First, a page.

Family History of Bowel Cancer?, Information for Health Professionals, Research Studies

Autosomal recessively inherited non-polyposis colorectal cancer: genotype and phenotype


Gut 2010;59:A111-A112; doi:10.1136/gut.2009.208983k

Neoplasia and cancer pathogenesis posters
PWE-067 Recessively inherited non-polyposis colorectal cancer: genotype and phenotype

K J Monahan1,2, K Pack2, C Cummings1, H J W Thomas1, I P M Tomlinson2

1 Family Cancer Clinic, Imperial College and St Mark’s Hospital, London, UK
2 Department of Molecular and Population Genetics, Cancer Research UK, London, UK

Introduction: Patients diagnosed before 50 years of age have a likely strong genetic or environmental aetiological factor. There is good evidence from population studies1 that recessive inheritance is common in young colorectal cancer patients.

Methods: A cohort of 133 colorectal cancer patients were diagnosed under the age of 50 years who did not have multiple polyps or a family history suggestive of dominant inheritance. They were identified and recruited from the Bobby Moore Database in the Family Cancer Clinic, St Mark’s Hospital, Harrow. MUTYH was screened for germline mutations. As these patients fulfilled Bethesda criteria they were tested for hereditary non-polyposis colorectal cancer (HNPCC) by microsatellite instability analysis and immunohistochemistry of mismatch repair proteins. Immunohistochemistry was also performed on β-catenin and P53. Loss of heterozygosity of the APC locus at 5q21–22 was tested using a set of microsatellite markers. Sequencing was used to identify somatic mutations in KRAS and BRAF.

Results: Forty-four patients (33%) had cancers proximal to the splenic flexure, 79 (59%) distal and had 11 (8%) synchronous colorectal cancers. Thirty-seven patients (28%) had an affected sibling and 33 (25%) patients had a second-degree relative with cancer at any site. The median age of diagnosis of colorectal cancer was 39 years (range 14–49 years of age). Twenty-six patients (20%) were found to harbour sequence variation in the MUTYH gene but none of these variants were likely to be pathogenic, and there was no difference in the frequency of these compared to a control group of 50 patients. Eighty percent of tumours were found to be microsatellite stable. 20/30 cancers had nuclear localisation of β-catenin and 21/30 had nuclear localisation of P53 antibodies on immunohistochemistry. Loss of heterozygosity of the APC locus at 5q21–22 was present in 14/30 cases. Thus Wnt pathway activation is likely by over half of this group of cancers. Four cancers had BRAF V600E mutations and five had KRAS codon 12 or 13 mutations.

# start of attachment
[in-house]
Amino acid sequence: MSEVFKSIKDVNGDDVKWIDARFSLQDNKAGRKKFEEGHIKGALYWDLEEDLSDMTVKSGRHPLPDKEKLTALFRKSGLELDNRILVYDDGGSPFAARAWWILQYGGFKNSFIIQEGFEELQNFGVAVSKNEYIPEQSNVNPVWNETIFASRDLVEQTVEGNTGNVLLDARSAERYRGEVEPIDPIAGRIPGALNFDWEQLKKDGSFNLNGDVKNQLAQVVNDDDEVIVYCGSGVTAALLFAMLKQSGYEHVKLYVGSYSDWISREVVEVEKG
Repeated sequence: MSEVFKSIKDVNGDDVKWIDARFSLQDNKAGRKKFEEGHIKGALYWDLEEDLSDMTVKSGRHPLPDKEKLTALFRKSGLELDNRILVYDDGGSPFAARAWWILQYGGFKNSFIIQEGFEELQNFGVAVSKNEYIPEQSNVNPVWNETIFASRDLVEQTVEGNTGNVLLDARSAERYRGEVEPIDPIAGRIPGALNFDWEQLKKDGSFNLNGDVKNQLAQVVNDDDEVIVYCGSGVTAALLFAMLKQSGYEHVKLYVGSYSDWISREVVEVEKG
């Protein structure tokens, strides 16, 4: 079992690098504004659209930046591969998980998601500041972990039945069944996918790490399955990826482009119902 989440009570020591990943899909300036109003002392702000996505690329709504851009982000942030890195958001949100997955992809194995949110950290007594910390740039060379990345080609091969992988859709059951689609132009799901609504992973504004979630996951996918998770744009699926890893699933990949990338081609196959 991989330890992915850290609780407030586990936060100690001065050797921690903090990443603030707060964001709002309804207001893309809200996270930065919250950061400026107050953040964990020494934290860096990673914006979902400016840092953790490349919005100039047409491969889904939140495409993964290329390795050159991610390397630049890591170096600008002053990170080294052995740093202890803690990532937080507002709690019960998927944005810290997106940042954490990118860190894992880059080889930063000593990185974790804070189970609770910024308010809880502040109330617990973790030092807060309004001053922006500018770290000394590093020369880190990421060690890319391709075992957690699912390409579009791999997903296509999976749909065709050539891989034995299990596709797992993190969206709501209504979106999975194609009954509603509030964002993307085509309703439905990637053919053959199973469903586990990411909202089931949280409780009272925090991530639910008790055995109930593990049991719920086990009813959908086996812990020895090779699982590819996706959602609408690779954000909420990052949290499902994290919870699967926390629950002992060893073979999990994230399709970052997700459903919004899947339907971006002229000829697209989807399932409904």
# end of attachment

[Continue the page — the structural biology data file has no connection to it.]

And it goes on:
Conclusion: In a cohort of 133 young colorectal cancer patients without multiple polyps, most tumours demonstrated Wnt pathway activation and other somatic changes consistent with the classical adenoma-to-carcinoma sequence. Germline mutations in the colorectal neoplasia predisposition gene MUTYH appear to be rare events in such patients. The majority of recessive inheritance in young patients is probably caused by mutations in unknown predisposition genes.

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About kjmonahan

Service lead for Family History of Bowel Cancer Clinic

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